The USPS Paying $3.5M for Putting the Wrong Statue of Liberty on a Stamp Is Everyone This Week

sure, checks out
Image: AP

The USPS has been ordered to pay $3.5 million because they used the wrong Statue of Liberty on their stamps. Turns out they went with the Vegas imitation, whom a judge has been convinced is sufficiently “sexier” to constitute a copyright violation.

This sublimely asinine story perfectly captures this useless week.

The Associated Press reported on this beautiful metaphor for so many things, really. In 2011 the Postal Service released a “forever” stamp featuring the wrong Lady Liberty (discovering it after three months of selling them) and was sued by sculptor Robert Davidson, the man who made the replica featured in the frankenstein facade of the New-York-New York casino and resort. Except, his lawyers argued, it was no mere replica; in fact it was “unmistakably different from the original and was more ‘fresh-faced,’ ‘sultry’ and even ‘sexier,’” said the AP.


And now, it turns out a judge agrees!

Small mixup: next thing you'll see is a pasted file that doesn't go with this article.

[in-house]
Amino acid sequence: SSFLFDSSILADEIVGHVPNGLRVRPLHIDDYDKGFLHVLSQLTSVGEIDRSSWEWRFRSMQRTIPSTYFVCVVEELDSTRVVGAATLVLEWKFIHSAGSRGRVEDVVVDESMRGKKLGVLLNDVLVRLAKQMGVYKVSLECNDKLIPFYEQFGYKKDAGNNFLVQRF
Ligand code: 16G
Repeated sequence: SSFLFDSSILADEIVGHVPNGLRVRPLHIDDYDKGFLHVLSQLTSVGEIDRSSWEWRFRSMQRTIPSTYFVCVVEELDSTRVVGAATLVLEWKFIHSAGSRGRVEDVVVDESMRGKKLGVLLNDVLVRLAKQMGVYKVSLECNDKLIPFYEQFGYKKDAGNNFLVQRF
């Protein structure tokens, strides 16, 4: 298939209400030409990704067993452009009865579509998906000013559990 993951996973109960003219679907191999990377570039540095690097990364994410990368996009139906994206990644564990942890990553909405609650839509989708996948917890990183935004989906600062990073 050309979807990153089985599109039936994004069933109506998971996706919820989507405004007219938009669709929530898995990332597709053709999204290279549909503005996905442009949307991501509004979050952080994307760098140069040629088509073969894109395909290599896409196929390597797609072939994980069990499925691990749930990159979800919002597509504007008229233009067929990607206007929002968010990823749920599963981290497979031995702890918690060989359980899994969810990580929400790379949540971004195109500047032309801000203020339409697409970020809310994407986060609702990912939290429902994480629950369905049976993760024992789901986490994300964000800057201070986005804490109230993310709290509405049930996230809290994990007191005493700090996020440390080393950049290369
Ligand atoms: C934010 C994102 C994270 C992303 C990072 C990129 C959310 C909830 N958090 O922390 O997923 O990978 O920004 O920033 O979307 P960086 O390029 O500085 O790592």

Federal Judge Eric Bruggink sided with Davidson last week and agreed his work was an original design with a more modern, feminine and contemporary face. He ordered the Postal Service to pay $3.5 million to the artist — a slice of the $70 million the service made in profit from the stamp.

“As the court noted, Mr. Davidson’s artistic creation of the Las Vegas Lady Liberty is highly unique and attractive, which is what prompted the US Postal Service to select a photo of his work for the second ever Forever Stamp, over hundreds of other images,” said Davidson’s attorney.

TFW when the third Google images result looks good enough for you, it’s Friday, and you’re ready to get home and take off your pants.

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